There’s a children’s song about thoughtful choices. Verses begin, “Be careful, little eyes, what you see,” “Be careful, little ears, what you hear,” and so on.
The last verse begins “Be careful, little mouth, what you say.”
This was my “earworm” as I attended today’s Center for Municipal Research and Innovation Symposium: Ready and Resilient.
We talked about heavy rains and overwhelmed storm water systems, king tides and sea walls, and existing and planned development in precisely the places most likely to be inundated by water.
Speakers described well-documented historical changes, difficult recent events and disturbing projections. They spoke of ways to reimagine land use planning and reevaluate infrastructure investments. They even spoke of places it is likely our citizens will no longer be able to live before this century is out.
So why was I remembering, “Be careful, little mouths, what you say”?
Because even as I write this, I am conscious of the words that trigger reactions and shut down conversation. “Flooding,” sure; we’ve all experienced or at least seen images of flooding. “Extreme weather,” okay. We’ve watched Houston experience three 100-year weather events in the last three years. We’ve just lived through an intense hurricane season that defied expectations and experience. We’re watching another raging wildfire char California’s landscape.
“Sea level rise,” probably okay for most of us. It’s hard to argue with the historical evidence along much of Florida’s coast.
But “climate change”?
Those are fighting words.
Yet the lived experience across our state and our nation isn’t theoretical. Our communities are being challenged by natural occurrences and the human choices that amplify them. Their impacts, in lives disrupted, altered and lost, cannot be ignored.
Leaders often must act on imperfect and incomplete information, using best judgment and, when it comes to lives and livelihoods, an extra measure of cautious protection.
We’ve done this before in Florida, developing some of the finest emergency response systems in the world. We have done this because of our experience with discrete disasters. We’ve done it, not because we could say with certainty when a disaster would happen again, but because we were unwilling to expose our citizens to that risk ever again without having done our best to mitigate it. We didn’t need faith in science; we had faith in our own experience.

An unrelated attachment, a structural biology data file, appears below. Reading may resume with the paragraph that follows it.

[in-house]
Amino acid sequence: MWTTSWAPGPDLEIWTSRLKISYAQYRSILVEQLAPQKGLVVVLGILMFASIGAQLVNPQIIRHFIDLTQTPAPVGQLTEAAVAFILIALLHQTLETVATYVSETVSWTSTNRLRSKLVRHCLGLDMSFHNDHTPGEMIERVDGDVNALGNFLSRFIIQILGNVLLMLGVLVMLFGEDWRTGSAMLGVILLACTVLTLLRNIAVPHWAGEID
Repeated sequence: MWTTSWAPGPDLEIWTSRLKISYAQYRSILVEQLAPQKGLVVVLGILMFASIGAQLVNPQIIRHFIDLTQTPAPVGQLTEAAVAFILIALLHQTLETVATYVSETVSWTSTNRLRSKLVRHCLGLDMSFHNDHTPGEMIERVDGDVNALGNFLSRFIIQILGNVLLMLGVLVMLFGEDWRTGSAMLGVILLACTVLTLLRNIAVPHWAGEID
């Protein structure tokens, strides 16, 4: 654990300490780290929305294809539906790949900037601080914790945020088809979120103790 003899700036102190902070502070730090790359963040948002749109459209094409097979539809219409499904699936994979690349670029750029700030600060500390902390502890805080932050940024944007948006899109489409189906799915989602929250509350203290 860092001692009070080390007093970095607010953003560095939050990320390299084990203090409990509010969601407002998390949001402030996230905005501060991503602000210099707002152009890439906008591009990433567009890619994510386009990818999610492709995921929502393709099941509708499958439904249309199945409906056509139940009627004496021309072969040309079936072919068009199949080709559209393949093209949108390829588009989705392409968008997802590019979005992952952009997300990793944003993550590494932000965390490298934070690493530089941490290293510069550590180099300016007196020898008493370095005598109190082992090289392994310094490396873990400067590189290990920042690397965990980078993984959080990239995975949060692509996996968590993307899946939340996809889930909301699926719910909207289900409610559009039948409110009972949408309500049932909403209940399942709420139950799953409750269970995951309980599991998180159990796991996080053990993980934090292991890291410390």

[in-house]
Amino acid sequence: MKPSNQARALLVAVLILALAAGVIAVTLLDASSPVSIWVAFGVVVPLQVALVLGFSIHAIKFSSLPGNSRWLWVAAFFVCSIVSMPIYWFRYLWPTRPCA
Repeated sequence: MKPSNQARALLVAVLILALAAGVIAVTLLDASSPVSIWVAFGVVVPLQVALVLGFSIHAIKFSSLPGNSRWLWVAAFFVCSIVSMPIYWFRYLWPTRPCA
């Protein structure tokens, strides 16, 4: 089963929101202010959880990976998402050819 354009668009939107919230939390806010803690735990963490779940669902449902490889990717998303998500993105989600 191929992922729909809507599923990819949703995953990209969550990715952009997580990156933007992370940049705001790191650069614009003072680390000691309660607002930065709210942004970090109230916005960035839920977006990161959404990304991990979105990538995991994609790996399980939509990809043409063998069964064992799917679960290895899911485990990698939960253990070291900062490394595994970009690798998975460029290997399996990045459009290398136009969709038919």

And, increasingly, our own experience tells us Florida is at risk.
Responding effectively will require good information and the courage to confront disturbing facts. It also invites us to embrace the core value of protection of our people, not only their lives but their livelihoods, that has lain at the heart of the reason for cities from the beginning. It challenges us to find ways, not to stampede our citizens into frantic action blinded by fear, but to secure their support for careful, systemic, often difficult steps to be taken in anticipation, not of a discrete event, but of a changed environment.
This is what municipal leaders have done for centuries . . . millenia, actually. Today’s challenge is that we must invite, persuade and motivate a population grown skeptical of everything and everyone.
Every word we speak matters. Every word can make a difference for our cities.
So be careful, city leaders, what we say . . . but speak we must.
Whether it’s from discerning this implicit power dynamic or a council meeting with your peers, there are leadership lessons to be learned wherever we look. Join Holly McPhail and me online for our On Demand webinar, Discovering Leadership, as we explore some of the inspirations behind the leadership lessons captured in my new book, More than Self. Click here to to access.